The formal opening of the $500,000 River East Collegiate took place on February 27, 1961. For its nearly 250 students, there were 15 classrooms as well as home ec rooms, shops, two laboratories, a library and a hybrid gymnasium / auditorium.The school division also had an office in the building.

R. W. Lightly, chief inspector of schools for the province, and B. E. Glavin, chairman of the school division, officiated over the opening. Also in attendance was North Kildonan mayor John Dixon and River East's first principal, Alex Smaluc. An accordion band and the Miles Mac Collegiate Orchestra provided the entertainment.

The 1960 - 61 teaching staff at River East Collegiate was made up of: Irene Isabel Artes; Mary Stevenson; Jacob Regehr; Edward William Kleiman; Hubert William Whitehead; Hugh Russel Makepeace; Joseph John Grenon; Daniel William Doerksen; Lorna Catherine Madill; Hermann Rempel and Donald Ross McMaster. (Source).

A sign of how fast the area's population was growing was that less than two years later, in October 1962, the school division was back asking ratepayers to approve spending for a $650,000 for phase two of River East Collegiate. They voted 3,484 to 2,560 in favour.

The new wing at the rear of the building, which had always been part of the plan and designed by Ward and Macdonald Associates.The 36-room expansion added another 20 classrooms and one laboratory to bring the capacity of the school to 1,200. It also allowed for an expansion of the library, auto shop, music and visual arts spaces.

It opened to students in late November. The formal opening, including an open house for the community, took place on the evening of February 26, 1964.

Over the years, the River East Collegiate has undergone smaller additions, including one in 1975.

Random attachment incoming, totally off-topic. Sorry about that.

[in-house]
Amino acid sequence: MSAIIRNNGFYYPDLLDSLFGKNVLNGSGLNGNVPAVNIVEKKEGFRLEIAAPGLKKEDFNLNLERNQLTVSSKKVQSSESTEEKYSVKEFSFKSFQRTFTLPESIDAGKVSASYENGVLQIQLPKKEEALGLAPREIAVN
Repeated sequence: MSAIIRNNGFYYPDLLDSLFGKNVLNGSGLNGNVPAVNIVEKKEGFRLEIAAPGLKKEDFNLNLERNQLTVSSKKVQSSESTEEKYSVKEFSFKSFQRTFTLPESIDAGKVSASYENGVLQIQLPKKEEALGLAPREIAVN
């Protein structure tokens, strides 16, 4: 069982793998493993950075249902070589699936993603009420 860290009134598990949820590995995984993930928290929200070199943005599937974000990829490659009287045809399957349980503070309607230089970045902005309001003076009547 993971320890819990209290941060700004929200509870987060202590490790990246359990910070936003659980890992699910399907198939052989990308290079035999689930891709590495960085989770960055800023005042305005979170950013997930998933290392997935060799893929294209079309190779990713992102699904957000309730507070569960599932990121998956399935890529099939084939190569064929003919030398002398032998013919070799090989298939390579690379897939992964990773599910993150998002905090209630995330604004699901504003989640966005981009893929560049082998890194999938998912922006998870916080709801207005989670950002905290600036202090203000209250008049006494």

In 1983 a major renovation removed the large windows from the facade and replaced them with escape windows and stucco walls, giving the front of the building the appearance of the rear of a detention facility.

The exterior underwent another major facelift in 2018.

My Flickr album of River East Collegiate 
295 Sutton Avenue Winnipeg Architecture Foundation
North Kildonan North East Historical Society
A Historical Look at River East Transcona School Division

Thursday, February 20, 2020

169 Provencher - Couture Motors

© 2020, Christian Cassidy
Place: Former Couture Motors
Address: 169 Provencher Boulevard
Opened: 1938
Contractor: Unknown

From about 1909 to 1924, 169 Provencher Boulevard was home to Mrs. Anna Paradis, widow of Eugene, who raised a number of children there. In 1925, the address disappears from the street directory which suggests it was torn down.

The address reappears in 1937 as home to Couture Motors.

Le Manitoba, May 21, 1919

Couture Motors traced its history back to 1918 when Emile Couture partnered with Fred Gray to open the St. Boniface Garage on the west side of St. Joseph Street at Dumoulin. In the early 1920s, the name changed to Universal Motors with Couture as general manager.

Couture Motors sold new and used vehicles, (the former Universal Motors property behind the building was its main car lot.) It advertised as a Chrysler dealer from the 1940s through 1960s and from 1969 to 1995 was a Toyota dealership. Ads in the 1980s claimed it was Manitoba's oldest Toyota dealership.

Emile, who was born in St. Boniface in 1894, died in December 1989. Despite being in his mid-nineties, he was still the owner and operating manager of the business, though sons Denis and Claude had long been working at the business in leadership roles.

Claude died in 1995 and Denis decided to wind down the business. The next generation of Coutures  consisted of three daughters who were not interested in taking over. The remaining new cars were sold off in 1995 and on September 24, 1997 they held an unreserved auction for the contents of the building.

The building then became home to City Centre Auto. Most recently, it was Provencher Autobody and Framework.

On February 19, 2020, the building suffered a major fire. (Also see.)

Thursday, February 13, 2020

193 McGregor Street - Independent Greek Church (R.I.P.)

©2020 Christian Cassidy
Place: Holy Transfiguration Independent Greek Church
Address: 193 McGregor Street (Map)
Constructed: 1907
Architect: Unknown

The Independent Greek Church (which, despite its name, was Ukrainian), was established in Winnipeg in 1903 with the assistance of the Presbyterian Church. It is considered the forerunner to the Ukrainian United Church in Canada.

The congregation worshiped in an old church, likely called Church of the Savior, at the corner of McGregor and Powers. The second and third annual convention of the Manitoba and Northwest Consistory of the Independent Greek Church was held at that building in 1905.